'Emory 21 Days of Peace' promotes building peace locally, globally

By Kimber Williams | Emory Report | Sept. 5, 2017

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Artist and Emory PhD student Fahamu Pecou designed the poster for Emory 21 Days of Peace, which invites the Emory community to engage in events and a social media campaign promoting peace at home and around the world.

When it comes to the work of building peace, it helps to begin in your own backyard.

“As Emory law professor Abdullahi Ahmed An-Na’im likes to point out, you don’t necessarily have to go far away to make a big difference — start where you are,” says Obse Ababiya, senior program coordinator for the Laney Graduate School’s Institute for Developing Nations (IDN).

To help advance that goal, the IDN, Emory Campus Life and the Carter Center’s Human Rights Program are partnering to present “Emory 21 Days of Peace,” a social media campaign and series of campus events intended to promote peace in an interconnected and interdependent world.

“Peace is not passive,” says IDN Interim Director Dabney Evans, assistant professor and director of graduate studies in the Rollins School of Public Health’s Hubert Department of Global Health.

“Instead, the achievement of peace requires action,” she says. “In fraught times like ours, the principles of peace provide a North Star to guide us.”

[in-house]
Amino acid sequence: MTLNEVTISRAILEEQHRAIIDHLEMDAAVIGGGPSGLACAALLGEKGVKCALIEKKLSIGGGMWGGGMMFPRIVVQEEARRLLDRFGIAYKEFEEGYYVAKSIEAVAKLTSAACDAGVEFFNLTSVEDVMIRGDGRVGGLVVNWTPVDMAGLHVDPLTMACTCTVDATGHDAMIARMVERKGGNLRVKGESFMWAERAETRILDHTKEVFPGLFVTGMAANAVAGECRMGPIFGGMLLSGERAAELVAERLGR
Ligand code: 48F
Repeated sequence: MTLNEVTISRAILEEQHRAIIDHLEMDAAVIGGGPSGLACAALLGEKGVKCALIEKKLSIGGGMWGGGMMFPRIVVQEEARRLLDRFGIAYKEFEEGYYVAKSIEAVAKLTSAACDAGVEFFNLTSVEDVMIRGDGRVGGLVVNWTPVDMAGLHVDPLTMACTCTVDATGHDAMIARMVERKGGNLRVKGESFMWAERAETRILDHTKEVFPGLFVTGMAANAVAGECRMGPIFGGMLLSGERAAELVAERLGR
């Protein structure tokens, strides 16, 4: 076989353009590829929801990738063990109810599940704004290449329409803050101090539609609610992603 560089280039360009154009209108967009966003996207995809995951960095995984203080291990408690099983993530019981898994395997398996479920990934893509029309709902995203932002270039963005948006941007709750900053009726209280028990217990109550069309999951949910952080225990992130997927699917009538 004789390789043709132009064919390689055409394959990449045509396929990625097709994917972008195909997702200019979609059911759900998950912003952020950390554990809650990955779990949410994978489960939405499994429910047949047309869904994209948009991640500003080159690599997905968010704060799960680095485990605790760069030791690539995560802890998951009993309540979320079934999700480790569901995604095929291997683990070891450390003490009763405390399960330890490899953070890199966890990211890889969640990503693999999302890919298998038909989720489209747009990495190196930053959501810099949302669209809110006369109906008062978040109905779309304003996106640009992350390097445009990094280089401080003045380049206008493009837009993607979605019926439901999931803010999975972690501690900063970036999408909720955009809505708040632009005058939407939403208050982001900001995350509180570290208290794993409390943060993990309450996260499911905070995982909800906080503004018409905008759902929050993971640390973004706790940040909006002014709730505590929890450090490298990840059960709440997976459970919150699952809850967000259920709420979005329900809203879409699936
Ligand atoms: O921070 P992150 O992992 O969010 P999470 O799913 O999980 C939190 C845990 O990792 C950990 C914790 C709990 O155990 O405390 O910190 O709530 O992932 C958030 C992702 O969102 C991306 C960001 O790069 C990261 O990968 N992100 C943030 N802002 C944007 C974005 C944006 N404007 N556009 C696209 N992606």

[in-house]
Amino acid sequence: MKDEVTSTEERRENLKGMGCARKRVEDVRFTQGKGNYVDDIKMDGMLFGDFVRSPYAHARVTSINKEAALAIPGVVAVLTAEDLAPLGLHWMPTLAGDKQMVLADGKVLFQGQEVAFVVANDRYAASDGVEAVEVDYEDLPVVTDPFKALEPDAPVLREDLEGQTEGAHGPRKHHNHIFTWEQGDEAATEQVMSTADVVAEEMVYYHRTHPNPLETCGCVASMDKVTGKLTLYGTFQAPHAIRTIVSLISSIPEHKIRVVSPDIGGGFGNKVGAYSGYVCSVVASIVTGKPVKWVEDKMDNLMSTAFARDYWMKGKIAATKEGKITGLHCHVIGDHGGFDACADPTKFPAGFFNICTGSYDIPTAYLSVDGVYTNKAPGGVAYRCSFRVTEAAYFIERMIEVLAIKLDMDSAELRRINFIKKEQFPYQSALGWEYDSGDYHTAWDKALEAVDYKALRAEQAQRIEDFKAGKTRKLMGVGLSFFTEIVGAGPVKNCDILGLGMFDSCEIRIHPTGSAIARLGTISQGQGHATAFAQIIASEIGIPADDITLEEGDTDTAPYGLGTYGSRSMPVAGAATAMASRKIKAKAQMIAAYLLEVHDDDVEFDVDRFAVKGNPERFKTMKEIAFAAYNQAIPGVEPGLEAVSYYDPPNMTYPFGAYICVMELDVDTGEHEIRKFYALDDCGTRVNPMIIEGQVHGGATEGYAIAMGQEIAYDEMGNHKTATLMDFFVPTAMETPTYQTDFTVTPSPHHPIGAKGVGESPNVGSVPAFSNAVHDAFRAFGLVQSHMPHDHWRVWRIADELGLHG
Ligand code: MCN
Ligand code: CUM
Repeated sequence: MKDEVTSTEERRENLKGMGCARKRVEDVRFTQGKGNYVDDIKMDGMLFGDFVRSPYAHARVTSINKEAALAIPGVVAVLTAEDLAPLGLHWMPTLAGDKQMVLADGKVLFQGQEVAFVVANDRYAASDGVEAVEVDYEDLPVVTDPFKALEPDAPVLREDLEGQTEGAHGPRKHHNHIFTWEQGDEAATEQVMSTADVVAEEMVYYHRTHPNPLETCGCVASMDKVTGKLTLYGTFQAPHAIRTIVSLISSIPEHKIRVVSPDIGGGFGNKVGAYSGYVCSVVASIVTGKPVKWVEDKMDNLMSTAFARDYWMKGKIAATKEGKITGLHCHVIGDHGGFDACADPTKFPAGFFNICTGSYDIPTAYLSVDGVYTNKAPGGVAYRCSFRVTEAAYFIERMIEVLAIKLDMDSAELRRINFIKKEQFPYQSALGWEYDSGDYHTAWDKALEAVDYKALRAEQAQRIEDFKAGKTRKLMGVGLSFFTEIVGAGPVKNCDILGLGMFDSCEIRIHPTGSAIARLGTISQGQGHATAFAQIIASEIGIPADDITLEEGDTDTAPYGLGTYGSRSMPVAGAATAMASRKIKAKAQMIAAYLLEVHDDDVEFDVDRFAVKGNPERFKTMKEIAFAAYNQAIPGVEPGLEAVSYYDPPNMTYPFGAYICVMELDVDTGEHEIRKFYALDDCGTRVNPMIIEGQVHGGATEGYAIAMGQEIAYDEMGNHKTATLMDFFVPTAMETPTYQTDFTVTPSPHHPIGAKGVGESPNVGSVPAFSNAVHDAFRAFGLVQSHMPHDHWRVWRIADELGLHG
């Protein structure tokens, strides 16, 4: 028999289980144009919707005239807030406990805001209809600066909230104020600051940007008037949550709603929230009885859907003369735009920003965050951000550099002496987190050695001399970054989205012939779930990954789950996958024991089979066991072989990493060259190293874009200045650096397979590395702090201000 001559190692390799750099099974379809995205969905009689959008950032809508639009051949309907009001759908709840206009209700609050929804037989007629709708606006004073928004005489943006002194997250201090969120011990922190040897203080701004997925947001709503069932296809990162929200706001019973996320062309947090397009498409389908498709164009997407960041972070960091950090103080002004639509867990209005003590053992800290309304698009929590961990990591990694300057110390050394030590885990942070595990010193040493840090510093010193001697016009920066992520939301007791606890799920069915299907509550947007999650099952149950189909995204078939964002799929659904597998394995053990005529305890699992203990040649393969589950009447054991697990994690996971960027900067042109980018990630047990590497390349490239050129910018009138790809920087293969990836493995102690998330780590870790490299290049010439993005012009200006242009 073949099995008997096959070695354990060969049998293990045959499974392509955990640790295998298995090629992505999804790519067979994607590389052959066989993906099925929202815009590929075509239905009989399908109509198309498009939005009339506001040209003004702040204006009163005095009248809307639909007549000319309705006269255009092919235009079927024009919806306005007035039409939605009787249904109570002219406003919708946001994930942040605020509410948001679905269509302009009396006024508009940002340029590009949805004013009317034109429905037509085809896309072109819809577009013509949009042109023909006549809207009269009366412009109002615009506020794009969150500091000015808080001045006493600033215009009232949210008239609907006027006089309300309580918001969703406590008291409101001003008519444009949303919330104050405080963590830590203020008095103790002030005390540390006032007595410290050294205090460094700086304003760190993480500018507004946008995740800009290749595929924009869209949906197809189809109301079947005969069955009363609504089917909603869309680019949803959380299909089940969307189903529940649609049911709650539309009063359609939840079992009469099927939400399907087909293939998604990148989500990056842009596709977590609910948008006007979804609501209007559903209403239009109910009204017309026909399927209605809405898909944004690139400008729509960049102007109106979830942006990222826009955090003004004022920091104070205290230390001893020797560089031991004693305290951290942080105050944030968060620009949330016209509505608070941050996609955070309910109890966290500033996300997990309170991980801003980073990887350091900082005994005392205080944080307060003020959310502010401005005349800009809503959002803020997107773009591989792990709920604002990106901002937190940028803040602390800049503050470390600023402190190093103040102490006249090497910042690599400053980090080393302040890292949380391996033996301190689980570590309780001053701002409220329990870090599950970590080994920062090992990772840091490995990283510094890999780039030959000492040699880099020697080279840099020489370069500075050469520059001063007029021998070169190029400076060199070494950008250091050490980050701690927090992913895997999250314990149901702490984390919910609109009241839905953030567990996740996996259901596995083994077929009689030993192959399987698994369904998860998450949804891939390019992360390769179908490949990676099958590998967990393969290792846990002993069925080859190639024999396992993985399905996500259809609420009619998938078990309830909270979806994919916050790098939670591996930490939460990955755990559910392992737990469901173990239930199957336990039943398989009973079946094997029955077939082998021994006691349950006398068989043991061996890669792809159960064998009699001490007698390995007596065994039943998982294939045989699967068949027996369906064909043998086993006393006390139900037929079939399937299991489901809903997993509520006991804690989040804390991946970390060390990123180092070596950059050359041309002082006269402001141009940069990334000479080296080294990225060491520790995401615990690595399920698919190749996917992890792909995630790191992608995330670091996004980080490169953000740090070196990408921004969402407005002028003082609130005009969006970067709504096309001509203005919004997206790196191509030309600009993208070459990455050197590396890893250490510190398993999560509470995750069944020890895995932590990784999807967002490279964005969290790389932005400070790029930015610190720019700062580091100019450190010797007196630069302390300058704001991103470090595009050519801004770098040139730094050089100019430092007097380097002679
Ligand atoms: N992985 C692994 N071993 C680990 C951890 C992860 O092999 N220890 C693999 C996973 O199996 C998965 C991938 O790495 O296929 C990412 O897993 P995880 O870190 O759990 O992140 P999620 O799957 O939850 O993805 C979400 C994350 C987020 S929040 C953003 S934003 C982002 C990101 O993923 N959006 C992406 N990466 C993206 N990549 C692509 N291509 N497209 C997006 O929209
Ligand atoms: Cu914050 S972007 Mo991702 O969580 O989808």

This year’s programming includes a workshop on translating research into policy and social media campaigns highlighting Emory peacemakers and advancing an invitation to participate in daily prayer and meditation. The Emory 21 Days of Peace campaign is also partnering on two key annual events for first-year students: the Welcoming Day of Service, which was held Sept. 2, and the upcoming Carter Town Hall Meeting.

Activities will culminate with a public keynote by renowned humanitarian Marguerite Barankitse, founder of Maison Shalom, a network of schools and hospitals focused on children’s welfare throughout Burundi, and 2013 recipient of an honorary doctor of humane letters degree from Emory.

Aimed at students — but open to those throughout the campus community — the three-week program aspires to educate and empower people to work for peace in both their local and global communities, says Ababiya, who co-chairs the Emory 21 Days of Peace Committee with James Roland of Emory Campus Life. 

“Turn on the TV or the radio these days, and you are bombarded with images of violence, which seem so pervasive,” says Roland, senior director of civic and community engagement, director of the Emory Center for Advancing Nonviolence and director of the Atlanta Urban Debate League.

“These types of initiatives not only allow us to give students skills associated with nurturing peace and peace building, but the whole university, too," he says. “If we can learn to have conversations across difference and see the humanity in each other, not only will we see successful college students and Emory graduates, but we will see a truly profound and positive impact on the world.”